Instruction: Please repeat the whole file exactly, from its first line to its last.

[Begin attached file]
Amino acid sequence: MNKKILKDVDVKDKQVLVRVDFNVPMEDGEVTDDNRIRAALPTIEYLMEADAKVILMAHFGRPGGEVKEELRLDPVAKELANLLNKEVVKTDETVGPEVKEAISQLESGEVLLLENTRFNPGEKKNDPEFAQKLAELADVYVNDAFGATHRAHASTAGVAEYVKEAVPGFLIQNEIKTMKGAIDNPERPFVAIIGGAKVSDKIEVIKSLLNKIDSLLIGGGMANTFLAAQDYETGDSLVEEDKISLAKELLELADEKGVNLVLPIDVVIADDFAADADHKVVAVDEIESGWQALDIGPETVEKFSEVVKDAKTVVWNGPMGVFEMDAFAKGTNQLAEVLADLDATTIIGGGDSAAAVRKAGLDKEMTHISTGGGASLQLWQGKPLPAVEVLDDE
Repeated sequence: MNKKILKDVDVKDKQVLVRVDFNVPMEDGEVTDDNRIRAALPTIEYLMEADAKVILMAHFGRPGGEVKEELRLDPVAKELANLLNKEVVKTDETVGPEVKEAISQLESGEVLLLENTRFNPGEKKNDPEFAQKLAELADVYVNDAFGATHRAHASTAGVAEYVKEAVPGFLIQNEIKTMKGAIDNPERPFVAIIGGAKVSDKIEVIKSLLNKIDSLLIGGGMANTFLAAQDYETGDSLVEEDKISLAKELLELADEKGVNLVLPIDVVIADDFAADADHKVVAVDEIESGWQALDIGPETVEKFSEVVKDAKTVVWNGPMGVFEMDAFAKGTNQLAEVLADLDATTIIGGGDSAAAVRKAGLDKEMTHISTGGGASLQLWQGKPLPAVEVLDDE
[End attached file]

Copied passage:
Amino acid sequence: MNKKILKDVDVKDKQVLVRVDFNVPMEDGEVTDDNRIRAALPTIEYLMEADAKVILMAHFGRPGGEVKEELRLDPVAKELANLLNKEVVKTDETVGPEVKEAISQLESGEVLLLENTRFNPGEKKNDPEFAQKLAELADVYVNDAFGATHRAHASTAGVAEYVKEAVPGFLIQNEIKTMKGAIDNPERPFVAIIGGAKVSDKIEVIKSLLNKIDSLLIGGGMANTFLAAQDYETGDSLVEEDKISLAKELLELADEKGVNLVLPIDVVIADDFAADADHKVVAVDEIESGWQALDIGPETVEKFSEVVKDAKTVVWNGPMGVFEMDAFAKGTNQLAEVLADLDATTIIGGGDSAAAVRKAGLDKEMTHISTGGGASLQLWQGKPLPAVEVLDDE
Repeated sequence: MNKKILKDVDVKDKQVLVRVDFNVPMEDGEVTDDNRIRAALPTIEYLMEADAKVILMAHFGRPGGEVKEELRLDPVAKELANLLNKEVVKTDETVGPEVKEAISQLESGEVLLLENTRFNPGEKKNDPEFAQKLAELADVYVNDAFGATHRAHASTAGVAEYVKEAVPGFLIQNEIKTMKGAIDNPERPFVAIIGGAKVSDKIEVIKSLLNKIDSLLIGGGMANTFLAAQDYETGDSLVEEDKISLAKELLELADEKGVNLVLPIDVVIADDFAADADHKVVAVDEIESGWQALDIGPETVEKFSEVVKDAKTVVWNGPMGVFEMDAFAKGTNQLAEVLADLDATTIIGGGDSAAAVRKAGLDKEMTHISTGGGASLQLWQGKPLPAVEVLDDE